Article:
Since every contractor has a different marketplace or best type client, this ‘qualifying’ question may vary. However, here are some more examples.

“How much do you expect to spend?” This is a great question and sets up the financial perspective the client is coming from. It also gives you an idea of the realistic financial value of the project.

Another great financial question is:

“Will you be paying for the work with your own cash or with a bank loan?” This also sets up the financial status of paying for the work, who will pay, and how long it will take to get paid. No matter where the funds are coming from it is important to find out how much they have to work with. 

Remember, projects often do run over budgets with unforeseen conditions or changes. You need to make sure they have the availability of acquiring the additional monies to cover the changes.

“Are you the final decision-maker or is someone else a part of the final decision making process?”  Too many contractors eager to get a job, expend too much time and money jumping right into a sales pitch without properly qualifying a potential client. 

It’s vitally important to determine who makes the final approval and decision on the deal or project. Otherwise, you’ll find yourself having to start all over again, or out of any opportunity to close a deal.


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Now that you have qualified the client as serious, the next questions should help you drill down on why they want to do the work. To be successful with this part of the process, listen intently and don’t be afraid to ask drill-down or follow-up questions.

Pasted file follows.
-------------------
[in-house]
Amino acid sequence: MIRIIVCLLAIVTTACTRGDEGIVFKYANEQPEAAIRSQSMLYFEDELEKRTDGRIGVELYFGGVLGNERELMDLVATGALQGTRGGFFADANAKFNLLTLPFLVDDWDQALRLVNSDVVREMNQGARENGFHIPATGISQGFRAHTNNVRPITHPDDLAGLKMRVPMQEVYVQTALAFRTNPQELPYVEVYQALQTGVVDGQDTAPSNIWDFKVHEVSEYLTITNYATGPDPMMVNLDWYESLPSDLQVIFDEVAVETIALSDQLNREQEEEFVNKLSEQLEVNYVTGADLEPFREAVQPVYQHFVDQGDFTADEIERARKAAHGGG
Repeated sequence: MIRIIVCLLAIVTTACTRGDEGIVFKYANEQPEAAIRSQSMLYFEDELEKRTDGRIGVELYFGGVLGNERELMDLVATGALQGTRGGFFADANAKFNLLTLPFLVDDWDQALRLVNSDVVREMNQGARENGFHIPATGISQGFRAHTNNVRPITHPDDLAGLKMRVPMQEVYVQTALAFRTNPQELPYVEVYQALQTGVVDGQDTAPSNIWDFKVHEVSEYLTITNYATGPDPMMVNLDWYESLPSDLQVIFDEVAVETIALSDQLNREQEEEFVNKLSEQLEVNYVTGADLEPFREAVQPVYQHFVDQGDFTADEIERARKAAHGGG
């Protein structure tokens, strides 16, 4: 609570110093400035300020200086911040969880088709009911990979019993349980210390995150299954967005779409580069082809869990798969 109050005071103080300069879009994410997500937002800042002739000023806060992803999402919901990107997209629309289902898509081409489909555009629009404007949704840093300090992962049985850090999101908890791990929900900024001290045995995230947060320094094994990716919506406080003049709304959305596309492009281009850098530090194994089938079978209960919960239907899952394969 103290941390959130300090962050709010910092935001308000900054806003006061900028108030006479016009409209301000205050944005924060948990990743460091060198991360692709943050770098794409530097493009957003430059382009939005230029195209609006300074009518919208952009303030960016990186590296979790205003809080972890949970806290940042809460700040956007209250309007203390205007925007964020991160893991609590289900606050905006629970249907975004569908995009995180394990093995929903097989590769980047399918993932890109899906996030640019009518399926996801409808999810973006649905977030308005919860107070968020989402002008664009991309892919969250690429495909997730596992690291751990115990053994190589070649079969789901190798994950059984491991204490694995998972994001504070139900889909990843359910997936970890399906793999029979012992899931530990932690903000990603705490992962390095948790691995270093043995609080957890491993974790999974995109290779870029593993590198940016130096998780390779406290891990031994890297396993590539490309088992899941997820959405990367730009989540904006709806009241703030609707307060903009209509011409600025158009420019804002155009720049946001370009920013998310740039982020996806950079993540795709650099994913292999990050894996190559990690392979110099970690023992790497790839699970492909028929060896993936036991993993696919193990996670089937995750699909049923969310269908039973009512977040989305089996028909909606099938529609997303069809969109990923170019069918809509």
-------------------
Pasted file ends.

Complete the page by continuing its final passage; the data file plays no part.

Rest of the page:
The opening question for this part might go something like this.

“Why do you want to do this work?” This questions reveals a powerful emotional buying trigger, the “WHY” 

Again, you might need to drill down a little farther. Remember, people buy for emotional reasons, not a logical one. They JUSTIFY their emotional buying with logic.

Another might be:

“What exactly is the problem you are having?” 

Or …

“What do you need and what do you don’t need?” Good question since it focuses them on exactly what they need and you don’t have to make assumptions. Everyone has their pain points and during this process, you should be trying to uncover them.

Speaking of pain points, here is another question to uncover what you need to avoid.